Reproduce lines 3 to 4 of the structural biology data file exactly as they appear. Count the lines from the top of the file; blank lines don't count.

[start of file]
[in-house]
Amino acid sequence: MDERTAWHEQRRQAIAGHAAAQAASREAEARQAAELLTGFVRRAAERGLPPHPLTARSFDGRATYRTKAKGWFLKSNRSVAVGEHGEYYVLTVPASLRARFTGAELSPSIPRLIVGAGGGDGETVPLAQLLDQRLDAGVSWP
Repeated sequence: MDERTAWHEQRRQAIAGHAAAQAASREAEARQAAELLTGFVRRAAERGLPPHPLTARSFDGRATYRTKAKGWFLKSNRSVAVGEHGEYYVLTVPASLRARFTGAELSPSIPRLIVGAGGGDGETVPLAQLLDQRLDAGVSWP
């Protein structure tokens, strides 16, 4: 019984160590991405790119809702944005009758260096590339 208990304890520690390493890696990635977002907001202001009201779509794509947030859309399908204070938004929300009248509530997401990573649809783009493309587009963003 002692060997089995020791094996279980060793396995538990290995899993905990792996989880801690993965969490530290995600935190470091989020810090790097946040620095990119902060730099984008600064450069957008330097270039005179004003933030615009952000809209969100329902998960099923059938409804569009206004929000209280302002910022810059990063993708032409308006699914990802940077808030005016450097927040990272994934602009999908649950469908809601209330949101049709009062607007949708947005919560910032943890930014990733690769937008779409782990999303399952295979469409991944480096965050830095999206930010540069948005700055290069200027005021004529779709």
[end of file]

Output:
Repeated sequence: MDERTAWHEQRRQAIAGHAAAQAASREAEARQAAELLTGFVRRAAERGLPPHPLTARSFDGRATYRTKAKGWFLKSNRSVAVGEHGEYYVLTVPASLRARFTGAELSPSIPRLIVGAGGGDGETVPLAQLLDQRLDAGVSWP
């Protein structure tokens, strides 16, 4: 019984160590991405790119809702944005009758260096590339 208990304890520690390493890696990635977002907001202001009201779509794509947030859309399908204070938004929300009248509530997401990573649809783009493309587009963003 002692060997089995020791094996279980060793396995538990290995899993905990792996989880801690993965969490530290995600935190470091989020810090790097946040620095990119902060730099984008600064450069957008330097270039005179004003933030615009952000809209969100329902998960099923059938409804569009206004929000209280302002910022810059990063993708032409308006699914990802940077808030005016450097927040990272994934602009999908649950469908809601209330949101049709009062607007949708947005919560910032943890930014990733690769937008779409782990999303399952295979469409991944480096965050830095999206930010540069948005700055290069200027005021004529779709």